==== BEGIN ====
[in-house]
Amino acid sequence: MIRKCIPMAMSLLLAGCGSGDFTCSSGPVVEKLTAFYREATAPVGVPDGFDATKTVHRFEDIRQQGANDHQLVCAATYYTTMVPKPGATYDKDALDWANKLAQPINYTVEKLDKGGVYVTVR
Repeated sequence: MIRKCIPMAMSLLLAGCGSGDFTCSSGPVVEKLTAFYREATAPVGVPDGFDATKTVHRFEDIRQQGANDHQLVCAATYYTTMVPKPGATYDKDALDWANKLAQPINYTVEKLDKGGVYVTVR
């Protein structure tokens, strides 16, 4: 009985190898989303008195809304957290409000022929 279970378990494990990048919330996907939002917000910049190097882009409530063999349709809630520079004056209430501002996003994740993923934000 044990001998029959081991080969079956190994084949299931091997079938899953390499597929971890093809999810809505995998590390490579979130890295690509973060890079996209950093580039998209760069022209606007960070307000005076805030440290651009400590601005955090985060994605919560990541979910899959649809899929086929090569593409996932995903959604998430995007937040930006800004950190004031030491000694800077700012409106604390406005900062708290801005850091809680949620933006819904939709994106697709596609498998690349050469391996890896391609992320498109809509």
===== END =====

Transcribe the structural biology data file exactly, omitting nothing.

[in-house]
Amino acid sequence: MIRKCIPMAMSLLLAGCGSGDFTCSSGPVVEKLTAFYREATAPVGVPDGFDATKTVHRFEDIRQQGANDHQLVCAATYYTTMVPKPGATYDKDALDWANKLAQPINYTVEKLDKGGVYVTVR
Repeated sequence: MIRKCIPMAMSLLLAGCGSGDFTCSSGPVVEKLTAFYREATAPVGVPDGFDATKTVHRFEDIRQQGANDHQLVCAATYYTTMVPKPGATYDKDALDWANKLAQPINYTVEKLDKGGVYVTVR
């Protein structure tokens, strides 16, 4: 009985190898989303008195809304957290409000022929 279970378990494990990048919330996907939002917000910049190097882009409530063999349709809630520079004056209430501002996003994740993923934000 044990001998029959081991080969079956190994084949299931091997079938899953390499597929971890093809999810809505995998590390490579979130890295690509973060890079996209950093580039998209760069022209606007960070307000005076805030440290651009400590601005955090985060994605919560990541979910899959649809899929086929090569593409996932995903959604998430995007937040930006800004950190004031030491000694800077700012409106604390406005900062708290801005850091809680949620933006819904939709994106697709596609498998690349050469391996890896391609992320498109809509």